A pure rate of time preference of 3%/year is roughly consistent with our saving and investment behaviour (or so we thought 25 years ago when this became the default choice).

  160. @-1=e^iπ
    Koopmans’ result is well-known to those who know it well, but for all his fame there aren’t too many of those.

    Discounted welfare orders things by importance based on the year in which they occur. People who are born later have a greater chance of experiencing things that occur later, so a positive (negative) discount rate discriminates against people who are born later (earlier).

    The appeal of anonymity is intuitive. Suppose there is a class of 20 students. One will win £1000. Knowing nothing about the students, we should be indifferent whether student A or student B wins the £1000.

    In an intergenerational context, this work as follows. Suppose there are 20 generations. One will be hit by a disaster. Knowing nothing about the generations, we should be indifferent whether generation A or generation B will be hit.

    The unnaturalness of anonymity is that, while we can imagine not knowing anything about a group of students, we cannot reorder generations and pretend time does not pass.

  161. “The appeal of anonymity is intuitive. Suppose there is a class of 20 students. One will win £1000. Knowing nothing about the students, we should be indifferent whether student A or student B wins the £1000.”

    but if you knew that 19 of the students were the children of billionaires and one was from a family in poverty, one would hopes that we were not indifferent to who won the £1000. We do know something, e.g. the Bangladesh of the future is unlikely to be more wealthy than the Germany of the future, so perhaps anonymity is not unambiguously desirable?

  162. @dikran
    I should change my name to … and then there’s math.

  163. Richard,
    If you really think that zero is a positive number, maybe you shouldn’t.

  164. Richard, I think “and then there’s hubris” might be more appropriate, but thank you for the most ironic blog comment of 2016, LOL!

  165. -1=e^iπ says:

    “Discounted welfare orders things by importance based on the year in which they occur. People who are born later have a greater chance of experiencing things that occur later, so a positive (negative) discount rate discriminates against people who are born later (earlier).”

    This claim is only valid if you insist that the utility function take birth year into account and that discounting be done with respect to one’s birth year. Such a social welfare function that uses such a utility function seems ageist to me, and if the utility of individuals had a preference for the present over the future (which is consistent with observation) then this would suggest that the utility of young people in any given year be worth more than the utility of the elderly. So my utility for 2016 would be worth more than your utility for 2016, because I am younger than you.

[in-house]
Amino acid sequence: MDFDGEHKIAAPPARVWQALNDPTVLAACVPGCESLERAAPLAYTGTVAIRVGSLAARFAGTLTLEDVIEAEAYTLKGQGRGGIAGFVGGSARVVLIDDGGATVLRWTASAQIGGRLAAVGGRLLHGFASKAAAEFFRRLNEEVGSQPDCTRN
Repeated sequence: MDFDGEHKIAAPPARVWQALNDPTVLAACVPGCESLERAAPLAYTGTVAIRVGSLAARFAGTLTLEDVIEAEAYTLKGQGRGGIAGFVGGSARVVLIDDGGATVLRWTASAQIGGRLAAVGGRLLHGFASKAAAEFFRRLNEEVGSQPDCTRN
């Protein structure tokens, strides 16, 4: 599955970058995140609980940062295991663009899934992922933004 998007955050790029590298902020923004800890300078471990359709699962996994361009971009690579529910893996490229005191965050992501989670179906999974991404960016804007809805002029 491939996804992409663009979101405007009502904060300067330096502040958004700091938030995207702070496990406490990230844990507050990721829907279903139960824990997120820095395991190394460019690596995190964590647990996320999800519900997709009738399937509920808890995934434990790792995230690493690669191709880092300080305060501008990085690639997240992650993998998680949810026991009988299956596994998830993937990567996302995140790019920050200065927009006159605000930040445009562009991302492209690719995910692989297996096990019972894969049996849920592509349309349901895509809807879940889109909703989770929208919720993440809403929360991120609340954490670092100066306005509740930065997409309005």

And if your position is valid, well women live longer than men and white people live longer than black people. So women / white people have a greater chance of experiencing things that occur later than men / black people. Therefore, giving equal weight to women as men or to white people as black people discriminates against women / white people, so a social welfare function should give more weight to women than men and to white people than black people.

    I’m personally not a big fan of such an ageist, sexist, racist social welfare function. Not to mention that a utility that doesn’t take race, sex or age into account is simpler, so should be preferred if one follows occam’s razor / has a preference for simplicity.

    “The appeal of anonymity is intuitive. Suppose there is a class of 20 students. One will win £1000. Knowing nothing about the students, we should be indifferent whether student A or student B wins the £1000.”

    If each individual’s utility function has a preference for the the present over the future, and you were to argue that the social welfare function should discriminate against age in order to not discount between generations, then one could make an argument that the probability of each student winning that $1000 should depend on age. In particular because the utility of old people would be discounted more, that $1000 should go to the youngest individual in the class, assuming we knew nothing else about the individuals.

    “Knowing nothing about the generations, we should be indifferent whether generation A or generation B will be hit.”

    Yes, but the reality is that we do know stuff about the generations, particularly the birth year(s). If we did not have that information, then I would agree that we should be indifferent, not out of some moral principle, but due to necessity and lack of information.

    The way I understand it, for welfare economics, anonymity merely requires that each individual has the same utility function. If you were to give each individual a time-additively-separable utility function where utility is zero for zero consumption / death / not being born yet, then you can have a social welfare function that simultaneously satisfies the anonymity principle AND has a positive rate of social time preference.

  166. @-1=e^iπ
    No and no.

    Social welfare at time t is a function of the utilities of everyone alive at time t. As the group of people alive at time t is different than the group of people at time t+s, discounted social welfare discriminates between groups.

    Anonymity is an anti-discrimination axiom rather than a similarity axiom.

  167. I think Richard is turning a blind eye to the “math” error in his paper yet again…